Hi again, Teaches! The "reading backwards" method has been around for quite a while. It can be useful in some instances. But as you've agreed, I find that stepping away for a while gives me the best self-editing results. Glad you found the post helpful. Thanks so much for your support! Have a terrific day!

Dianna Mendez on August 25, 2016:

I had an English teacher suggest reading backwards for better editing. I will have to keep this in mind next time I write. Also, stepping away helps me to catch those little errors one tends to miss when they are too focused. Great post and so useful to all writers.

Heidi Thorne (author) from Chicago Area on August 23, 2016:

Alancaster149, thank you SO much for sharing these great resources! Always good to have go-to reference works when doing editing and review... even though, as you note, it won't magically and quickly turn us into the world's greatest authors. It'll just turn us into better ones. So glad to have you in my HubPages network! Cheers!

Alan R Lancaster from Forest Gate, London E7, U K (ex-pat Yorkshire) on August 22, 2016:

A few books that might help cope with the written word (i.e. reduce the need to edit): 1. Eric Partridge USAGE & ABUSAGE, Penguin ISBN 0 14 051.024 9; 2. WRITING A NOVEL, Teach Yourself, ISBN 0-340-86762-0; 3. William Noble's THREE RULES FOR WRITING A NOVEL (Guide to story development), Paul S Ericksson ISBN 0 000001 017649; Gordon Jarvie, GRAMMAR GUIDE (Bloomsbury Guide to Grammar), Bloomsbury Press, ISBN 0-7475-1385-6 [9 780747 513858].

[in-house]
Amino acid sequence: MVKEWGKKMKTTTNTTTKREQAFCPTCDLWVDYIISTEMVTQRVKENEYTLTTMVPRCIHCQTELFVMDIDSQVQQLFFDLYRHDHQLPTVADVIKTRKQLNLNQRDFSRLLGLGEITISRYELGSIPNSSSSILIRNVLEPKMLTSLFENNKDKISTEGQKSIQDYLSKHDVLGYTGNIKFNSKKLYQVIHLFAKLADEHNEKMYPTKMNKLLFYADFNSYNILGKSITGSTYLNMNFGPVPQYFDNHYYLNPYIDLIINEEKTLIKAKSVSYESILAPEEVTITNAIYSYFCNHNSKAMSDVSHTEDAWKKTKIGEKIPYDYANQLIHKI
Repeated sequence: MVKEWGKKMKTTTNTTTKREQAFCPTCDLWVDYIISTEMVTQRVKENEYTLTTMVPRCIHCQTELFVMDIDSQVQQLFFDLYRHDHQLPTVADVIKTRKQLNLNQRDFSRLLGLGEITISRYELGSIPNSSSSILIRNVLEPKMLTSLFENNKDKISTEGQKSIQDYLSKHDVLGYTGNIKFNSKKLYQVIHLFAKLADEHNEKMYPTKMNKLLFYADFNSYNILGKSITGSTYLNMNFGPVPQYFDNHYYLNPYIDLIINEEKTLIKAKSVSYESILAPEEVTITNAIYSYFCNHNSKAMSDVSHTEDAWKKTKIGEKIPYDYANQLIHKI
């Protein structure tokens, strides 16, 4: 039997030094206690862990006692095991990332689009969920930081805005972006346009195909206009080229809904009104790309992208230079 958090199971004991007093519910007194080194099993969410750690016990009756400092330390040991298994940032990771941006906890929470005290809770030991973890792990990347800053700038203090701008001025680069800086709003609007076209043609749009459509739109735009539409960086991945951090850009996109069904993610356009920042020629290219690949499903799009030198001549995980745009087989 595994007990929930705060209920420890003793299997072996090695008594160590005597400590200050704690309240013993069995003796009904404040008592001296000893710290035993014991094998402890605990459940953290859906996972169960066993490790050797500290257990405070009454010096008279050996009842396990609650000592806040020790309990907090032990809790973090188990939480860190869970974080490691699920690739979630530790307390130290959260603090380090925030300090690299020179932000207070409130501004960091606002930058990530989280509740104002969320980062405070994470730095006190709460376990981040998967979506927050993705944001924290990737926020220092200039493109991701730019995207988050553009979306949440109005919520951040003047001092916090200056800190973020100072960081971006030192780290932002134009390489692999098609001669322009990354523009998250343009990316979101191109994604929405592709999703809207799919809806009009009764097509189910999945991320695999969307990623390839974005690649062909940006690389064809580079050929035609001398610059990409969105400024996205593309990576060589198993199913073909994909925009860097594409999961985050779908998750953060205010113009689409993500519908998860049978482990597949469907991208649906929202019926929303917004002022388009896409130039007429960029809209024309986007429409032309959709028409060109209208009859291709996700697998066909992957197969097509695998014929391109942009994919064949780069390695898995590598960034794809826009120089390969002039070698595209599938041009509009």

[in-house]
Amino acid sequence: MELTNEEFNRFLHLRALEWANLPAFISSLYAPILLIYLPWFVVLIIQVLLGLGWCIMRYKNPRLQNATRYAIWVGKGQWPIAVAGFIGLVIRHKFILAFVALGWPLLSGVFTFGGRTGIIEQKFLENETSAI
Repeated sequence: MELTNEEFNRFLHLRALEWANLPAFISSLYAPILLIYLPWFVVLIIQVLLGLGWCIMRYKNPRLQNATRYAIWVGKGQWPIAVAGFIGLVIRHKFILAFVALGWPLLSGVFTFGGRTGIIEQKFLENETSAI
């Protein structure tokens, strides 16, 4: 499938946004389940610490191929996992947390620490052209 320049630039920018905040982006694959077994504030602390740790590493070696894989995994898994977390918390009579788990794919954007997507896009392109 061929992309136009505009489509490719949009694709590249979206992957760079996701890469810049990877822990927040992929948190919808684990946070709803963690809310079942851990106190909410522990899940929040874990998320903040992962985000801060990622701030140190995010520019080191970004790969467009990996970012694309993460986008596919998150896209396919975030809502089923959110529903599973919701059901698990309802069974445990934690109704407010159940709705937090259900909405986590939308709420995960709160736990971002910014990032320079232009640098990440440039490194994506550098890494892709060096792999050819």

As has been said/written: "Prevention is better than cure". These books won't turn readers into Conan Doyles or Edgar Allan Poes overnight, but as guides they go a long way to simplifying the English Language - even for English speakers - to pave the way to publishing.

Heidi Thorne (author) from Chicago Area on August 22, 2016:

Oh, Catherine! We all bump into proofreading blindness at times. Don't be so hard on yourself. At least you have the awareness of areas where you need assistance and, thankfully, have a friend to help. If I ever do see something that needs attention, I will message you through HP. I hope you'll do the same for me. We're all here to help each other. Thanks so much for joining the conversation and being part of my HP network! Have a great week!

Catherine Giordano from Orlando Florida on August 21, 2016:

I've tried all of the things you suggest and still my proofreading is horrible. I proofed my self-published book up, down, and sideways and there were still so many errors. I showed my book to a friend who is good as this sort of thing, and she took pity on me and proof-read my book. I couldn't believe she found so much. And my bad proof-reading shows up in my hubs too. If you ever see a mistake in one of my hubs, please email me. I'll be so grateful.

Heidi Thorne (author) from Chicago Area on August 20, 2016: